Washington denounces China’s new law and the expelling of opposition lawmakers
Hong Kong has dived further into tensions after a new law was passed by Beijing under which they had disqualified few opposition members by calling them unpatriotic and claimed that they incited the whole pro-democracy protest.
Robert O’Brien, the US national security advisor, blamed China for having “outrageously abused” its global commitments and warned to impose further fresh sanctions on those answerable for quenching Hong Kong’s freedom and democracy.
Chinese and Hong Kong authorities could confront new sanctions from the United States over their imposing of the new law that disbarred four pro-democracy lawmakers and provoked a statement of a mass resignation by the supportive of the pro-democracy council.
Within minutes after the disqualifying legislation was declared by Chinese state media, the Hong Kong government delivered an official statement in which they prohibited four lawmakers.
The mass resignation would likewise leave Hong Kong’s governing body with just pro-Beijing legislators, who as of now make a majority, however, would have the option to pass bills in parliament supported by Beijing with the absence of much opposition.
On Wednesday, China’s highest administrative body passed a measure to banish anybody from Hong Kong’s legislative council who wish to supports autonomy, and reject to recognize Beijing’s government over Hong Kong. However, seeking help from foreign nations or forces to meddle in the internal issues of the region or to employ different acts that jeopardize country’s national security, they could face similar consequences.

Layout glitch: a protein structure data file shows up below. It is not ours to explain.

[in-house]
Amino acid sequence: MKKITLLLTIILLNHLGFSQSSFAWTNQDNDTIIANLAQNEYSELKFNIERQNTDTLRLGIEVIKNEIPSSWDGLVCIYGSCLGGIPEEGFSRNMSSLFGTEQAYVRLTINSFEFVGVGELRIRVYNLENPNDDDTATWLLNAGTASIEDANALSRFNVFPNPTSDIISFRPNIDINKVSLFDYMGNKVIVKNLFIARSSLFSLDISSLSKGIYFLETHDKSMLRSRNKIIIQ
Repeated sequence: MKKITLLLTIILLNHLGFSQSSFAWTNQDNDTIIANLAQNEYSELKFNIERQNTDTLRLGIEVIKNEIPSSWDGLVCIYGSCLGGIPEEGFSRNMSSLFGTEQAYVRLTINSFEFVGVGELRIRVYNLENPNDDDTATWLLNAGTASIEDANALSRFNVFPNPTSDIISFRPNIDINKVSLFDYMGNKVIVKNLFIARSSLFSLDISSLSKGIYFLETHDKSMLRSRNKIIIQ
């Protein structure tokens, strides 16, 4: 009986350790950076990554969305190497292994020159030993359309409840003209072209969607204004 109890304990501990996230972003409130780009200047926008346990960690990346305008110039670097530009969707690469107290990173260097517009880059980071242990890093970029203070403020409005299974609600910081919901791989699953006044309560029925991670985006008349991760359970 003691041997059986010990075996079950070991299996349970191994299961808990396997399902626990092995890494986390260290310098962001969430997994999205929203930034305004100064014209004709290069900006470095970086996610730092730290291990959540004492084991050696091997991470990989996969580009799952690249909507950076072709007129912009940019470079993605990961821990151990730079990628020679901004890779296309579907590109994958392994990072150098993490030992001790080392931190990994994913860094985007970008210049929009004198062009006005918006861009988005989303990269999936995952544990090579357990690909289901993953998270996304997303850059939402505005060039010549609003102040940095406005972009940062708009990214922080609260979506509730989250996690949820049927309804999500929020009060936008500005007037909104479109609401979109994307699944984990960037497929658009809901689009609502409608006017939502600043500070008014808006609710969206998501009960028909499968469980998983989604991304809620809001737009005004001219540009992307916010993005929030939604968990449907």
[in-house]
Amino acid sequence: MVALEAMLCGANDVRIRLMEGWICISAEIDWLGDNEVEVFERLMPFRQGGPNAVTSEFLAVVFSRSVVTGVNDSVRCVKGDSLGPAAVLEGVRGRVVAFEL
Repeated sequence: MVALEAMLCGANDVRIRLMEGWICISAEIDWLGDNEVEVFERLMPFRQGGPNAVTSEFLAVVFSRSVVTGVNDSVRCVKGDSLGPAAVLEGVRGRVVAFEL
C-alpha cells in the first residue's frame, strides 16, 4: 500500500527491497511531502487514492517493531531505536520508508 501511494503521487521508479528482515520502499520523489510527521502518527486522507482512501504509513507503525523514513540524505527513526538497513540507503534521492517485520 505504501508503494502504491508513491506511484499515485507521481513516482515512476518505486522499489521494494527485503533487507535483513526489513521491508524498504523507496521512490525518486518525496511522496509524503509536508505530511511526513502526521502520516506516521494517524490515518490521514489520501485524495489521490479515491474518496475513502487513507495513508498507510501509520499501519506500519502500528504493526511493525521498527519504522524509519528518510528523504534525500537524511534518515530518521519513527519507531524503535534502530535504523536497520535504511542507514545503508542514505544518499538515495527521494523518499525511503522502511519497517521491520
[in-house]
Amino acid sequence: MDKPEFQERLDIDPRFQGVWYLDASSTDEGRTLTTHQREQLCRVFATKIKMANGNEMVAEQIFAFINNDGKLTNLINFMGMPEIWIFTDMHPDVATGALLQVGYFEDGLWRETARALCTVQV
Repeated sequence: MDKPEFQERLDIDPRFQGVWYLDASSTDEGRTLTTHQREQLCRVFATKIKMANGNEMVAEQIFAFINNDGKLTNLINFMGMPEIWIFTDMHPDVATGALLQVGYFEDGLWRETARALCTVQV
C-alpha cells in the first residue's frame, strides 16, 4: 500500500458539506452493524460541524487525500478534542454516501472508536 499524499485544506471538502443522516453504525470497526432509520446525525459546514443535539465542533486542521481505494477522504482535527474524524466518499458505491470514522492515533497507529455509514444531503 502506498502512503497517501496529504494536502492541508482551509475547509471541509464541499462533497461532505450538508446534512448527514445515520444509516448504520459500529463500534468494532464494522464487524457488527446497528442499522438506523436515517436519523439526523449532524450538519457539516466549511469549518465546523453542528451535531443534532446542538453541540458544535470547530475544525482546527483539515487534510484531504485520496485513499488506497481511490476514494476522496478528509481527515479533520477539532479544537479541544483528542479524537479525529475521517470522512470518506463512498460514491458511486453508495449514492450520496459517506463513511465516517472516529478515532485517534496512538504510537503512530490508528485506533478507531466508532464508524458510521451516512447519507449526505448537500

Under the new law, the legislators who are deemed to advance or support Hong Kong’s autonomy, or who won’t recognize Beijing’s government, will “quickly lose their qualification,” the new law stated.
On Monday, the city’s 15 pro-democracy legislators declared that they would also resign stating that the “One Country Two Systems” structure that had intended to provide Hong Kong with more prominent self-rule from the region has ended.
The administration clampdown comes after the months-long pro-democracy protest, While some Hong Kong activists including former legislators and dissent pioneers have looked for political refuge in different nations, dreading their security under the new bill.
However, in June, Beijing had announced a new national security law that some have called draconian after the anti-legislature protests shook the city for quite a long time, and it has utilized it to take action against opposition cries.
Accordingly, the U.S. imposed sanctions on a few authorities, including Lam. A few Western nations have halted their extradition treaty with the region, and Australia and Britain have offered Hong Kongers simpler ways to settle in those nations.
Beijing has lashed out at these offers and called it gross foreign interference in the Chinese government. Chinese Foreign Ministry representative Wang Wenbin stated on Wednesday that disqualifications were important to keep up rule of law and the constitution in Hong Kong.
Beijing’s most recent crackdown in Hong Kong has become a source of stress on both sides. Under US President Trump, Washington had revoked the special relationship with Hong Kong, pronouncing it would be dealt with similar to China. The US is thinking of imposing more sanctions on Chinese officials for passing an unjust law and also following the resignation of opposition legislators.